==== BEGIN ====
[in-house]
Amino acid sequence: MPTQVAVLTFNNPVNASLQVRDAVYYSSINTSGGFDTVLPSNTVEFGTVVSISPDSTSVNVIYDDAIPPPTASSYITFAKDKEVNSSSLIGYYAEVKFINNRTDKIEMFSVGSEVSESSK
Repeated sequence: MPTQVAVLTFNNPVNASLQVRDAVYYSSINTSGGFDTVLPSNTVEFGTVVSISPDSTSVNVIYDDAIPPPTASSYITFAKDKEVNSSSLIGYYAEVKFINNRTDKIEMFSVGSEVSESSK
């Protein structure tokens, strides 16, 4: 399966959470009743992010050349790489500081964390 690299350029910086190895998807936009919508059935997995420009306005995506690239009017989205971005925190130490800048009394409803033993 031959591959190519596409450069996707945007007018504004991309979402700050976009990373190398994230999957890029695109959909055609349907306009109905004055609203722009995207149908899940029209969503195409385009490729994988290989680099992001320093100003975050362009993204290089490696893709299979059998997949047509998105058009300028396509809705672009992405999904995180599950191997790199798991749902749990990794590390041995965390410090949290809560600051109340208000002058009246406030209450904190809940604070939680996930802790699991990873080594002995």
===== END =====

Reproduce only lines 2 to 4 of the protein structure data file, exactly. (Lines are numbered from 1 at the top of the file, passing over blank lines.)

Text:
Amino acid sequence: MPTQVAVLTFNNPVNASLQVRDAVYYSSINTSGGFDTVLPSNTVEFGTVVSISPDSTSVNVIYDDAIPPPTASSYITFAKDKEVNSSSLIGYYAEVKFINNRTDKIEMFSVGSEVSESSK
Repeated sequence: MPTQVAVLTFNNPVNASLQVRDAVYYSSINTSGGFDTVLPSNTVEFGTVVSISPDSTSVNVIYDDAIPPPTASSYITFAKDKEVNSSSLIGYYAEVKFINNRTDKIEMFSVGSEVSESSK
């Protein structure tokens, strides 16, 4: 399966959470009743992010050349790489500081964390 690299350029910086190895998807936009919508059935997995420009306005995506690239009017989205971005925190130490800048009394409803033993 031959591959190519596409450069996707945007007018504004991309979402700050976009990373190398994230999957890029695109959909055609349907306009109905004055609203722009995207149908899940029209969503195409385009490729994988290989680099992001320093100003975050362009993204290089490696893709299979059998997949047509998105058009300028396509809705672009992405999904995180599950191997790199798991749902749990990794590390041995965390410090949290809560600051109340208000002058009246406030209450904190809940604070939680996930802790699991990873080594002995």